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By Caroline L.06/11/2014
I recently discovered that if I spray Dr School's Odor Destroyers on the bottom of my feet after my shower before I put them on, the sandals don't get stinky. It doesn't seem to work as well if I spray it not the sole of the sandal. It's been over a month and I haven't had to wash any of my four pair. Before this, I needed to wash them about every two weeks.
I work in a biological research institute. As two of us have Tevas and both have the same problem we set about finding out why. The smell is caused by bacteria which live in and feed on the sweat and skin cells which accumulate on the sandals. This is by no means unusual and most forms of footwear are susceptible to the problem, but we wanted to find out why the problem seems worse with Tevas than other types of footwear. The smell is actually caused by the waste excreted by the bacteria as they feed. Through taking swabs from the Tevas and growing the bacteria found on agar we were able to isolate the strains of bacteria present. Although several strains were found, the predominant strain was Corynebacteria. This bacterium is known to thrive only in acid conditions, and a simple litmus test confirmed the Tevas to be slightly acidic with a pH of 5.5. In further tests we discovered the acidity had been absorbed by the thick skin on the soles of the feet and the Corynebacteria were also present there.
It seems the materials used in Tevas are slightly acidic and so encourage the Corynebacteria bacteria to live on them, which in turn causes the Teva smell. There are many ways to reduce acidity, but most of the methods we use in the laboratory would not be suitable for use on footwear and feet. After trying several ways of tackling the problem we decided to try Marmite, yes I do mean the stuff you put on your toast. Marmite is slightly alkaline with a pH of around 8 but also acts an antiseptic due to the high salt content. Marmite is just alkaline enough to neutralize the acidity present in Tevas, and the mild antiseptic effect is all that is needed to kill the Corynebacteria bacteria. After treating both the sandals and soles of the feet by coating with Marmite for about ten minutes then rinsing in water we found the problem of the smell was completely gone. Tests by taking further swabs from the sandals confirmed the Corynebacteria bacteria were no longer present. The pH of the sandals was found to have shifted to almost 7 which should prevent the Corynebacteria bacteria from returning. It's too early to tell how long this treatment will work for, but our best guess is about three months before needing to be done again.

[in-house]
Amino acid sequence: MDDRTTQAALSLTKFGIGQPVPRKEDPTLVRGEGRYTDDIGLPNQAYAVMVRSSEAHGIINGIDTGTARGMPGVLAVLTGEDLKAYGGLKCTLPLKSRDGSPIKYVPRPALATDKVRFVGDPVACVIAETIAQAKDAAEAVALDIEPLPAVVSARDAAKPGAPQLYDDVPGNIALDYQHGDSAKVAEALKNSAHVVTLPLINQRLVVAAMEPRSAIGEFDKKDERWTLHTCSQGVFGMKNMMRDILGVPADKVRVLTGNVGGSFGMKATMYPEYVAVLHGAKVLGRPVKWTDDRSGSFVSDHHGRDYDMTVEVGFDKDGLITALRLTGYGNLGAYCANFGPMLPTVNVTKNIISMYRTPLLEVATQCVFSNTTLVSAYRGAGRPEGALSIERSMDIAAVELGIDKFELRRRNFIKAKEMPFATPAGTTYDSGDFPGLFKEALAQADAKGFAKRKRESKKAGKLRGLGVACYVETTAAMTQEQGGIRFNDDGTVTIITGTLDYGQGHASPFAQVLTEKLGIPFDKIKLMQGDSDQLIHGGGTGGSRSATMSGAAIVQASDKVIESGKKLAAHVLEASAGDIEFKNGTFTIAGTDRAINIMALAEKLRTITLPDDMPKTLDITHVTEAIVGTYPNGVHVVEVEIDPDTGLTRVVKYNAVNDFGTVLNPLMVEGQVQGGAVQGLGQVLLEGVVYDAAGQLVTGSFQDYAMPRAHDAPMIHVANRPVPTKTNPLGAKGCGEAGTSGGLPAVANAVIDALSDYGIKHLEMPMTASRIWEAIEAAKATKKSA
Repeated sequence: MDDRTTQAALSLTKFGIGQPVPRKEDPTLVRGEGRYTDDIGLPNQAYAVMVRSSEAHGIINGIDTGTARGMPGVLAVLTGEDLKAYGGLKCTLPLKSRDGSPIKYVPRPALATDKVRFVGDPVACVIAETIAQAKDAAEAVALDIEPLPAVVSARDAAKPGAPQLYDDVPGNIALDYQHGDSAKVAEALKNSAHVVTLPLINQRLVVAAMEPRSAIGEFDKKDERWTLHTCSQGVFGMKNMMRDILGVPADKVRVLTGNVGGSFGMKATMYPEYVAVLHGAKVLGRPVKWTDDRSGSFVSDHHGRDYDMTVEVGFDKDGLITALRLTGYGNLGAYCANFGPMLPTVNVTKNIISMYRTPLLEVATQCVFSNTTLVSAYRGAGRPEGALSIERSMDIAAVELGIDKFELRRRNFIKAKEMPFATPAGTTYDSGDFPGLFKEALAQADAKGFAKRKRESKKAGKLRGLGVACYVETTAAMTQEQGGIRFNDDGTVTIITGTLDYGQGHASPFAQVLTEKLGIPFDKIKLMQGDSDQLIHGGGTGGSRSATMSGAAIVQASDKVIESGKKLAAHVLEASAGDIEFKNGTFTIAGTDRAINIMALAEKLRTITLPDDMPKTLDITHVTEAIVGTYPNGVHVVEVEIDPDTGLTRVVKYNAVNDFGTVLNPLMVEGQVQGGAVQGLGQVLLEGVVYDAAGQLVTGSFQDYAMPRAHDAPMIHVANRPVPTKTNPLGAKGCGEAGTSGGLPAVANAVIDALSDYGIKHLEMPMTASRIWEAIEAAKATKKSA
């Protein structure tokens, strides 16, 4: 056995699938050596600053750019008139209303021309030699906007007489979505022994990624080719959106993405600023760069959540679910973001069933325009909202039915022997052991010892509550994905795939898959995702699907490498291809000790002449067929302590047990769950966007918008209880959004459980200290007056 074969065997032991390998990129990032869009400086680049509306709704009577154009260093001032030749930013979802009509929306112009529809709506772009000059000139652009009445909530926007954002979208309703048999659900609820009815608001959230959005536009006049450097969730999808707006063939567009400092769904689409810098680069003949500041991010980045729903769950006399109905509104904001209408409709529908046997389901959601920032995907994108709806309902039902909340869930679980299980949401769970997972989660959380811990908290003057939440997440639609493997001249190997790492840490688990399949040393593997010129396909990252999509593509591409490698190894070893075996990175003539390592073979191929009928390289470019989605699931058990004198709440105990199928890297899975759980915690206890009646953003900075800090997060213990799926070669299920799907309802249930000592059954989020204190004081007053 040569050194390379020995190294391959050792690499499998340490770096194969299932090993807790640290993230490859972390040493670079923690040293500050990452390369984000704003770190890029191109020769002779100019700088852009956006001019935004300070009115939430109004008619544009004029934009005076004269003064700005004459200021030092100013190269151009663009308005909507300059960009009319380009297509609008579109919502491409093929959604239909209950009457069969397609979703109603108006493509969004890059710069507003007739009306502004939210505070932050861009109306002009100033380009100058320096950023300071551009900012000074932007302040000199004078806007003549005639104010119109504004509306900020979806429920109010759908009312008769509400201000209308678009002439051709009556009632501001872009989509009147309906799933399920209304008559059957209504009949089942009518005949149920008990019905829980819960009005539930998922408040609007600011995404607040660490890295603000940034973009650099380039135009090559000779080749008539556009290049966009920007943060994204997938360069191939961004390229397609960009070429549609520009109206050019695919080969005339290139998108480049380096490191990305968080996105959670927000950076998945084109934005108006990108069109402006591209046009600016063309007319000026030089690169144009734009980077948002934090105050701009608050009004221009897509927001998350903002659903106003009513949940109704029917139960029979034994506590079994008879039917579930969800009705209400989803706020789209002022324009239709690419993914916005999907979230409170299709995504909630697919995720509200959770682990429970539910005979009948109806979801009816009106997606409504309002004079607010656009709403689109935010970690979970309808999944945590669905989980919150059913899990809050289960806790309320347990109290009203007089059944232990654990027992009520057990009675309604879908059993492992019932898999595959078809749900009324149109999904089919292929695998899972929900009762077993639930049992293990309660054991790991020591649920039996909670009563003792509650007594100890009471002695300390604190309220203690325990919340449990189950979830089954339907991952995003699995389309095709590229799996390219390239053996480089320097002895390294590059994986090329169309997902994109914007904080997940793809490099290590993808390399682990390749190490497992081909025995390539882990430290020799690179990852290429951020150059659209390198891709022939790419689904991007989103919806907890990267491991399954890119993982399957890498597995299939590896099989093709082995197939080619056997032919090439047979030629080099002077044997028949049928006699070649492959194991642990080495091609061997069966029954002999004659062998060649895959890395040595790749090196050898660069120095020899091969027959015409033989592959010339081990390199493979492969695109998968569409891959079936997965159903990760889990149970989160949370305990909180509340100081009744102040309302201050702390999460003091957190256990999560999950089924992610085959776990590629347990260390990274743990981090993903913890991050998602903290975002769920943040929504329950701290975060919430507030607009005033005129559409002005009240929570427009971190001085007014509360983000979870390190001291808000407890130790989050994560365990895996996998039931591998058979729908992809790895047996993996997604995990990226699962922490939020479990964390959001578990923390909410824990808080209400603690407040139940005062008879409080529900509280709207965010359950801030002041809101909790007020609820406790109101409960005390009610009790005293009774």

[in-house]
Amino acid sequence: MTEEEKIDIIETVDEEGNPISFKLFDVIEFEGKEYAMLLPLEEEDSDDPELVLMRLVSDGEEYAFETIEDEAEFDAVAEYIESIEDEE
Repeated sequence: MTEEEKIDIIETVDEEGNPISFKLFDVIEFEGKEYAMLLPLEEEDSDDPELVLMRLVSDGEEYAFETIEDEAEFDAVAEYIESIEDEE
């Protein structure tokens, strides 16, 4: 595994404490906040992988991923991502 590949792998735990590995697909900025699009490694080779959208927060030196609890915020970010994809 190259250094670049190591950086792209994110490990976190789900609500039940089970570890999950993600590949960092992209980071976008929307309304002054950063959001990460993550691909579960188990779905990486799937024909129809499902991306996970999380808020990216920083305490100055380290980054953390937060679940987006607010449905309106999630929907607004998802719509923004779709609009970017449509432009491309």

By Dan (Guest Post)09/09/2008
A nice 50/50 bleach solution sprayed on kills it for a week or so. Get used to the routine and no problems.
By alexis (Guest Post)04/18/2008
every week or so soak your feet in warm water (or tea which contains tannin- an astringent that helps prevent perspiration), scrub them with a pumice stone and dr. bronners, and then apply some baking soda once they are dry.
this should prevent them from stinking up your tevas as they get so brutally smelly because the rubber holds dead skin cells shed during physical activity. i've heard 15 mg zinc supplements help too but no more as it can interfere with your copper intake.
also, most tevas are now being manufactured with an antimicrobial coating thing which has been holding up fairly well for me so far.
and always remember the wise words of former vice president dan quayle:
Mars is essentially in the same orbit... Mars is somewhat the same distance from the Sun, which is very important. We have seen pictures where there are canals, we believe, and water. If there is water, that means there is oxygen. If oxygen, that means we can breathe.
By bill vinterburn. (Guest Post)07/27/2007
i just bought a pair of teva terra fi sandals, and my feet reek after 3 days. my feet never stunk in my old tevas. they have a problem, and they need to correct it. i want my money back.
By kelly (Guest Post)07/16/2007
I wash my sons stinky Tevas in the washer with jeans or towels, and dry them in the sun. A foot spray helps too.
By Sue 07/16/2007
I use bicarbonate of soda, just a pinch rubbed into the soles of shoes that are inclined to 'hum', and if the reaction is strong I also rub it on my feet too before wearing. It works wonders, and is a lot cheaper than some expensive powders you can buy.
By Simply Joyful (Guest Post)07/16/2007
From the Tevas website: